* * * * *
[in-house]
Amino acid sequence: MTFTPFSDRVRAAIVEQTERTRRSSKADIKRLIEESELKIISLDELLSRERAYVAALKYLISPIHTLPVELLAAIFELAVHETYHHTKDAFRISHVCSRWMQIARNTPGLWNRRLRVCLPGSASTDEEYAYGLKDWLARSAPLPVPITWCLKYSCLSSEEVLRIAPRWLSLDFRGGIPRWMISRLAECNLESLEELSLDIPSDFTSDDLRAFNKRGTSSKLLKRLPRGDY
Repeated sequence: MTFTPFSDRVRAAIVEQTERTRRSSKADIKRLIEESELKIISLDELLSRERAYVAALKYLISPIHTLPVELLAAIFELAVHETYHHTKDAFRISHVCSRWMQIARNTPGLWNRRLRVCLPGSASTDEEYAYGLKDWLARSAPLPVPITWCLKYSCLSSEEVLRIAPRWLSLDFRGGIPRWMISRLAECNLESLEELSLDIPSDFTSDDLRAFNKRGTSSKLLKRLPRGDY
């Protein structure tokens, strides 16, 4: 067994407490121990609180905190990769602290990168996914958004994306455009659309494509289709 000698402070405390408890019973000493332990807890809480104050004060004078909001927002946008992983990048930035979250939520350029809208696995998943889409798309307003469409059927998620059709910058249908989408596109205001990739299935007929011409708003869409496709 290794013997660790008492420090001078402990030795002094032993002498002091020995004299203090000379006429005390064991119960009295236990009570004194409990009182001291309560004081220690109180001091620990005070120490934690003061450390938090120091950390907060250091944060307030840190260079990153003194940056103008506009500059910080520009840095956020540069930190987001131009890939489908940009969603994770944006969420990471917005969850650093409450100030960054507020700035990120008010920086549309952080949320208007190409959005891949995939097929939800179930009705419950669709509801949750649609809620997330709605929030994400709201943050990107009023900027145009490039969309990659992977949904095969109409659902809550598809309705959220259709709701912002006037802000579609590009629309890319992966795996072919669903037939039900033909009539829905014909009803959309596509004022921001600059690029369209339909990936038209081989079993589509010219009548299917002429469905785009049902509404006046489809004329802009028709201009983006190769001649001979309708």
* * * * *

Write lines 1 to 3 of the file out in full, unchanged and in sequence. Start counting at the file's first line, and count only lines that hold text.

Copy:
[in-house]
Amino acid sequence: MTFTPFSDRVRAAIVEQTERTRRSSKADIKRLIEESELKIISLDELLSRERAYVAALKYLISPIHTLPVELLAAIFELAVHETYHHTKDAFRISHVCSRWMQIARNTPGLWNRRLRVCLPGSASTDEEYAYGLKDWLARSAPLPVPITWCLKYSCLSSEEVLRIAPRWLSLDFRGGIPRWMISRLAECNLESLEELSLDIPSDFTSDDLRAFNKRGTSSKLLKRLPRGDY
Repeated sequence: MTFTPFSDRVRAAIVEQTERTRRSSKADIKRLIEESELKIISLDELLSRERAYVAALKYLISPIHTLPVELLAAIFELAVHETYHHTKDAFRISHVCSRWMQIARNTPGLWNRRLRVCLPGSASTDEEYAYGLKDWLARSAPLPVPITWCLKYSCLSSEEVLRIAPRWLSLDFRGGIPRWMISRLAECNLESLEELSLDIPSDFTSDDLRAFNKRGTSSKLLKRLPRGDY